For some time now, we’ve been hearing whispers about the potential creation of a Premier Cru category for Alsace wines.
Olivier Humbrecht MW has been appointed as president of the “hierarchisation committee”, and as I’ve just spent two weeks working at his winery, it would have been a shame not to question him about what might change in the way we introduce this fantastic wine region
The Alsace wines hierarchy as it looks today
This story originally appeared on DecanterChina.com.
For the time being, Alsace still wines are officially divided into two levels: there is the “Appellation Alsace Protégée” (Alsace AOP) which makes about 95% of the wines with Geographical Indication produced in the region.
The remaining 5% are produced from the best vineyards and sold under the “Appellation Alsace Grand Cru Protégée”.
It seems simple, but things become slightly puzzling when you consider that the first level (Alsace AOP) actually comprises three sub-categories: 1- the general Alsace wine, 2- wines with a complementary geographical denomination and 3- the lieux-dits wines (see figure 1).
The regional Alsace AOC/AOP was created in 1945 and covers over one hundred villages within the Bas-Rhin and Haut-Rhin departments.
The thirteen “complementary denominations” are delimited areas which have built a strong reputation over time for producing wines with peculiar qualities such as Ottrot for its red wines made from Pinot Noir, or Klevener de Heiligenstein for producing a dry white wine made from Klevener (the local name for Savagnin Rose).
Contrary to the “complementary denominations”, the areas for the “lieux-dits” aren’t defined in the “cahier des charges”, still if one mentions a specific vineyard name on his/her label, he/she must comply with stricter production rules, notably lower maximum yields (68 hl/ha instead of 80 hl/ha for a regional Alsace wine for instance).
Finally, the first Grand Cru was recognised in 1975 (Schlossberg) and the last one in 2007 (Kaefferkopf). In 2011, all the 51 Grands Crus were recognised as independent AOP, each of them having to comply with specific production rules.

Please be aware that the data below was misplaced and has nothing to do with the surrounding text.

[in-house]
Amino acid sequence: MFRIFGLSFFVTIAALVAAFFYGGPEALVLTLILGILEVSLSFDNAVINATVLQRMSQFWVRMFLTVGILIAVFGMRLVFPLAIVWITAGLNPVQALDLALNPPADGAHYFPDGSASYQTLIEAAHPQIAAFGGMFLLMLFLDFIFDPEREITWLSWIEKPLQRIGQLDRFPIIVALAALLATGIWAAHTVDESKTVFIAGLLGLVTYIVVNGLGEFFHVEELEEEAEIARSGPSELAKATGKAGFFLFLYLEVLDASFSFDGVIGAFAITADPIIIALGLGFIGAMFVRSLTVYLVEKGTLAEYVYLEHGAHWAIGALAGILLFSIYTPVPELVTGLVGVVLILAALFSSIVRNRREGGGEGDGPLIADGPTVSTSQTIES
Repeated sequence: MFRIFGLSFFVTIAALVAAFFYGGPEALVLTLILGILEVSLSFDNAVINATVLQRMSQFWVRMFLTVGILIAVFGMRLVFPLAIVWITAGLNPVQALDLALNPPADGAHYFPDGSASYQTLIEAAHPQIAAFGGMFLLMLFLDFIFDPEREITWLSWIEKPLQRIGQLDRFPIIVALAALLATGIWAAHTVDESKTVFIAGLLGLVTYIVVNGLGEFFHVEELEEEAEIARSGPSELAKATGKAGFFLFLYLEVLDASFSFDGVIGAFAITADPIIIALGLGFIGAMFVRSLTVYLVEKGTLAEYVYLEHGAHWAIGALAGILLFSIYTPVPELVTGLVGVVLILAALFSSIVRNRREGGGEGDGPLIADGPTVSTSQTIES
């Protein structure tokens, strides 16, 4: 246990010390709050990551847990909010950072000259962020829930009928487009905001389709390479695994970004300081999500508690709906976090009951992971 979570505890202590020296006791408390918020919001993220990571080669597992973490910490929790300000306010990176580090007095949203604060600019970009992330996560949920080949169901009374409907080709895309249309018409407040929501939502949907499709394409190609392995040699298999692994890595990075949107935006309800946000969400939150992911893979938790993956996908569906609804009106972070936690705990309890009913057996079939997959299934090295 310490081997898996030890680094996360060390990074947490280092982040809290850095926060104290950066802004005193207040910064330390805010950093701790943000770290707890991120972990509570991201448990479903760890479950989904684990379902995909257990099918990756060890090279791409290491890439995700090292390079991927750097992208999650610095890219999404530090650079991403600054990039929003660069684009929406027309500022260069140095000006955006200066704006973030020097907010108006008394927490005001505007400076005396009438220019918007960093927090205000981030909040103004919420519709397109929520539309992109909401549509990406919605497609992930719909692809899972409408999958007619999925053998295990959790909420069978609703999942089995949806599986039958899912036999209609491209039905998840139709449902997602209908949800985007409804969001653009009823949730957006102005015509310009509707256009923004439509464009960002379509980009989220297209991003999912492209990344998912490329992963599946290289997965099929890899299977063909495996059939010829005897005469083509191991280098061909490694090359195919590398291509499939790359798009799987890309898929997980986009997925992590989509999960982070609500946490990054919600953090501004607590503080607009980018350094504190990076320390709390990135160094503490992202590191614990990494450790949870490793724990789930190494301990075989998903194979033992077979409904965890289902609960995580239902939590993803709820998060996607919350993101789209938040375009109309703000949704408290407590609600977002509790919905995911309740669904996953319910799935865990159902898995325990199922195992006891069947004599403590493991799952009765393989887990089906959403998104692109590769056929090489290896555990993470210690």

The Alsace Premiers Crus of tomorrow
Now, what would change if the new classification is approved by the INAO?
First of all, the wines with a complementary denomination would be removed from the regional category and “upgraded” to a new level called the “village” wines. They would be recognised as independent AOPs, with specific production rules or “cahier des charges”.
Then, and that’s the main focus of discussion, some high-quality lieux-dits that have shown consistency over time would be gathered into a new Premier Cru (1er Cru) category, with specific production rules as well (cf figure 2).
Reasons for modifying the hierarchy
Why would you modify a “classification” that has been in place for so many years? I can think of several reasons.
The first one is, where many people think this new classification will complicate consumers’ understanding of Alsatian wines, I actually see a simplification of the pyramid (please stop thinking that consumers can’t deal with four layers!)
The current framework, with a bottom-level and a top-level, is over-simplistic. Wines of relatively high quality are currently drowned within entry-level products, and producers (and consumers) can’t refer to an intermediate shelf that would suit wines considered, qualitatively speaking, in-between the regional and the Grand Cru appellations.
This is a bit like a clothes shop which space would be solely divided into “S” and “XL” sizes areas, and where all “M” and “L” sizes would be merely stuffed in the “S” area. The seemingly simple layout just makes things messy.
Another reason is that this new classification is expected to raise the general quality up. As mentioned above, all the 1er Crus wines will be current lieu-dit wines which have shown consistency over time (of quality, reputation and prices).
If the INAO validates the project, producers will have to comply with lower yield requirements to market them as “1er crus” (57 hl/ha instead of 68 hl/ha). Moreover, each 1er Cru area will have to demonstrate a “geological unity” (unité géologique), meaning that the soil type, the slope angle and the orientation among others of a 1er Cru vineyard would have to be homogenous throughout its delimited boundary. The area delimitation of the 1er Crus is thus expected to be much more drastic that that of the Grand Crus.
Finally, if this hierarchisation is validated by the INAO, this means that each “village” or “1er Cru” appellation would have its own Appellation d’Origine Protégée, and as you’ve certainly noticed, the move from the former Appellation d’Origine Contrôlée to a “Protégée” status in 2007 implies that not only is the origin guaranteed by control, but that it is “protected”, which means that no other region in the world (at least in Europe and countries which have signed agreements with the EU) would be able to use these AOP names.